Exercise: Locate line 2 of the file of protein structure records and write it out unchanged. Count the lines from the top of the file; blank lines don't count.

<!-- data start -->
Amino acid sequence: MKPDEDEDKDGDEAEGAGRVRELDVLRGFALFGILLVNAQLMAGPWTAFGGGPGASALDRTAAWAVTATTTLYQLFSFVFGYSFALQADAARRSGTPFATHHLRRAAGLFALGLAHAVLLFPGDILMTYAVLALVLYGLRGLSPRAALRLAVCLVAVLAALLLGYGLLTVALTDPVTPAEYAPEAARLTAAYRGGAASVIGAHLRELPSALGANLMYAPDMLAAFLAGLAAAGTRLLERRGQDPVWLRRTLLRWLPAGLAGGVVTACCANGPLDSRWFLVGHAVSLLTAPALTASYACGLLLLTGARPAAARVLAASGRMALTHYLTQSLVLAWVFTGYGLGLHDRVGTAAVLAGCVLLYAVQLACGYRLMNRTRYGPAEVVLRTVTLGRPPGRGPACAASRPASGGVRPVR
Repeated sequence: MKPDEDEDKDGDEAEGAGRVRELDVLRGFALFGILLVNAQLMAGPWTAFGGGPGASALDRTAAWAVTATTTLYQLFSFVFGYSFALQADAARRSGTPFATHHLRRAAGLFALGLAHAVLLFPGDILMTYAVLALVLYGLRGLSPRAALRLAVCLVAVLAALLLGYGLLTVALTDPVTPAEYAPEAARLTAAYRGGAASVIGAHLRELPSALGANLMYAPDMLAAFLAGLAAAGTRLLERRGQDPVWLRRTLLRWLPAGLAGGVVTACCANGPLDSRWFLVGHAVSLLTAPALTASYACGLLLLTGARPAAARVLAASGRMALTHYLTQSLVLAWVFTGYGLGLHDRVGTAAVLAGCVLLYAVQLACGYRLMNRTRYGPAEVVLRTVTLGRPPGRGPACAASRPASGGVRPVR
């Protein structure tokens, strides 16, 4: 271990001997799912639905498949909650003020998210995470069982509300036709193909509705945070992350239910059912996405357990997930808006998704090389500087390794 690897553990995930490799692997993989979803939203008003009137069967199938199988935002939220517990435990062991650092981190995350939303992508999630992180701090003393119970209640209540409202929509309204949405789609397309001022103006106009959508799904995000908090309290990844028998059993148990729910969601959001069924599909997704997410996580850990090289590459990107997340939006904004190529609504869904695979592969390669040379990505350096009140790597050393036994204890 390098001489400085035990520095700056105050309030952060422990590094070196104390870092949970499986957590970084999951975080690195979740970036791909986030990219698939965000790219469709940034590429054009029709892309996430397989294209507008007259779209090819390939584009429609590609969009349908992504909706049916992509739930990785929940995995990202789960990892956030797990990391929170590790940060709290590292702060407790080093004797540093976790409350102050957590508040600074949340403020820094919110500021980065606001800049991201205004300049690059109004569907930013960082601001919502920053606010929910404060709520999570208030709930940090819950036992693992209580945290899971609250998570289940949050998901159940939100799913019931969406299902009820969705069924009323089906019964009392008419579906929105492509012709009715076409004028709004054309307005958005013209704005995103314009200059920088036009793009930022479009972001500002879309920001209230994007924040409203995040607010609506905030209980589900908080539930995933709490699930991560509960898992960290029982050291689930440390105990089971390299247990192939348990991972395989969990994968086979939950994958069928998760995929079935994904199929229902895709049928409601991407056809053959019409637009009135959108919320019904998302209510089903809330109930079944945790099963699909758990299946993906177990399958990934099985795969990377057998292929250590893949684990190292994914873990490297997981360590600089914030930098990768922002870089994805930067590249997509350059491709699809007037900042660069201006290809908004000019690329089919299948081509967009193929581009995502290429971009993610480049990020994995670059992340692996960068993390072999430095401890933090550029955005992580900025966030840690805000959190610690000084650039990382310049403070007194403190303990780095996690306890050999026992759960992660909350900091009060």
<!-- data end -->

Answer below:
Repeated sequence: MKPDEDEDKDGDEAEGAGRVRELDVLRGFALFGILLVNAQLMAGPWTAFGGGPGASALDRTAAWAVTATTTLYQLFSFVFGYSFALQADAARRSGTPFATHHLRRAAGLFALGLAHAVLLFPGDILMTYAVLALVLYGLRGLSPRAALRLAVCLVAVLAALLLGYGLLTVALTDPVTPAEYAPEAARLTAAYRGGAASVIGAHLRELPSALGANLMYAPDMLAAFLAGLAAAGTRLLERRGQDPVWLRRTLLRWLPAGLAGGVVTACCANGPLDSRWFLVGHAVSLLTAPALTASYACGLLLLTGARPAAARVLAASGRMALTHYLTQSLVLAWVFTGYGLGLHDRVGTAAVLAGCVLLYAVQLACGYRLMNRTRYGPAEVVLRTVTLGRPPGRGPACAASRPASGGVRPVR